Friday, March 15, 2013

Why do non-disabled people get suicide prevention, while disabled people get suicide assistance?

SUICIDE PREVENTION FOR ALL!
NO ASSISTED SUICIDE!
·  When a bullied adolescent, a victim of gay bashing or a bereaved spouse is suicidal, that person gets suicide prevention services.  When a person with a disability says he wants to die, he is given assisted suicide.
·  What about the right to cry for help?
·  When the law allows assisted suicide, it’s saying that some lives are more worth saving than others.
ASSISTED SUICIDE IS A DISABILITY ISSUE!
·  Assisted suicide and euthanasia are not restricted to people with terminal illness.
·  Nearly every person who requests assisted suicide has a physical, mental or sensory impairment that limits major life activities.
·  Of those who request assisted suicide in Oregon, the majority do so because of issues related to disability, not pain.
ASSISTED SUICIDE IS A RECIPE FOR ABUSE
·  People with disabilities and older people are more than twice as likely as non-disabled people to be financially, emotionally, and physically abused. Assisted suicide will make this problem deadly.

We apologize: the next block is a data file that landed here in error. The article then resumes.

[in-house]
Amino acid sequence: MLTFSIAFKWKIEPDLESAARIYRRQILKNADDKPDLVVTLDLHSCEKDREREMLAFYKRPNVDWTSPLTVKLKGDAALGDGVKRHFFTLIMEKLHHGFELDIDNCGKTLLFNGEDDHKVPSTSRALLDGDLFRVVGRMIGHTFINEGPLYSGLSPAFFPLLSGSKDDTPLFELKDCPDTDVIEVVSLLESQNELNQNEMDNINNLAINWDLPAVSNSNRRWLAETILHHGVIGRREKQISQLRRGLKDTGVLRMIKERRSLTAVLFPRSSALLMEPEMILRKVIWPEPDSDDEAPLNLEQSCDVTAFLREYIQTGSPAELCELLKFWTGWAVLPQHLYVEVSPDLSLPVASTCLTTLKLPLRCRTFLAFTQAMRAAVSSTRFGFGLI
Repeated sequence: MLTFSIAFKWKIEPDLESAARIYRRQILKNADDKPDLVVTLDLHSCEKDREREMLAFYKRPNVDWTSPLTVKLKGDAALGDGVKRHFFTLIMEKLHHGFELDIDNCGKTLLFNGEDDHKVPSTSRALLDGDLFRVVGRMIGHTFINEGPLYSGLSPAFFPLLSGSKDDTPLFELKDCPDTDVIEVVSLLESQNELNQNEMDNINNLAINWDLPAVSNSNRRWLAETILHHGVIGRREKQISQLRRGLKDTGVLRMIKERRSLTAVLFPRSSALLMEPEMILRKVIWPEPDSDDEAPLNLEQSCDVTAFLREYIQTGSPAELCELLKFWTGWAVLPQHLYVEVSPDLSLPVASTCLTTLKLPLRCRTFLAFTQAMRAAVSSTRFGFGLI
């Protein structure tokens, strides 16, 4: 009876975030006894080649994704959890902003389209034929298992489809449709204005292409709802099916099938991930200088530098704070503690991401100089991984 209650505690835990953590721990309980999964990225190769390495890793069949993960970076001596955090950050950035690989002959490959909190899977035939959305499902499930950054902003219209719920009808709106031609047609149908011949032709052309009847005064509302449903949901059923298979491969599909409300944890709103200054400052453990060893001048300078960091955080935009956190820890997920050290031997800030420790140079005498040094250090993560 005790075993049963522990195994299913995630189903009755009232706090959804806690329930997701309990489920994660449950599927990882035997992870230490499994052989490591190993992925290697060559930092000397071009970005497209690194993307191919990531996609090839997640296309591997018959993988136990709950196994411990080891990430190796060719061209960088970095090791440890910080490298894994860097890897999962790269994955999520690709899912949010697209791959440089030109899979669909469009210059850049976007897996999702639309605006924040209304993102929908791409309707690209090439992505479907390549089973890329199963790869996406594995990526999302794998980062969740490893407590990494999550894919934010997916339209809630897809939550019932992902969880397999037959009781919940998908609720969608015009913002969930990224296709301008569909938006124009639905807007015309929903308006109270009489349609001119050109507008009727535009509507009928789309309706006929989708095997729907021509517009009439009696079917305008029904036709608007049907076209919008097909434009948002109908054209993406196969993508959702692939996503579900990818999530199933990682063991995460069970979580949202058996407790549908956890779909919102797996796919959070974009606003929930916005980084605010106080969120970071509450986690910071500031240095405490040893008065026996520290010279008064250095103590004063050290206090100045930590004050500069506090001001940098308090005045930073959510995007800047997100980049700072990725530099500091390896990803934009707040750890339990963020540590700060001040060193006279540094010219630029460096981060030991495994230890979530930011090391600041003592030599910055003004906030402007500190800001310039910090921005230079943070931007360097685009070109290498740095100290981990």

·  When disabled people go to the hospital, they may face pressure to refuse treatment, or denial of urgent care.
·  Safeguards are ineffective.
·  Financial and social pressure often cause people to ask for assisted suicide
·  Tests for “competence” are not designed to detect depression, grief, or other treatable problems that can lead to suicidal feelings.
·  In places where assisted suicide and euthanasia are legal, problems may go undetected because sometimes doctors dont file the required reports.
·  Creating an exception to the assisted suicide ban for a few people poses a serious danger for many more people. (Canadians have reject capital punishment for the possibility that even one person might be wrongfully killed).
CHOICE IS AN ILLUSION
·   Current law gives everyone the right to refuse medical treatment, food and water, even if that causes death.
·   The “choice” to die is an illusion because discrimination and lack of access to palliative care, in-home services and supports limit the quality of life of older and disabled people. These factors create economic and social pressure that can tip the scale.
·   How can you make a free choice to die when you don’t have a free choice in where or how you live?
 People with disabilities don’t need to die to have dignity!
Disability is not a death sentence…Yet!
Fight to live well, not to die!
WE’RE NOT DEAD YET!
Contact: Norm Kunc, 604-366-6263; Dr. Margaret Cottle, 604-813-8665
Amy Hasbrouck, 450-921-3057; 
Toujours Vivant-Not Dead Yet (amy.hasbrouck@tv-ndy.ca)
Euthanasia Prevention Coalition (1-877-439-3348, info@epcc.ca)

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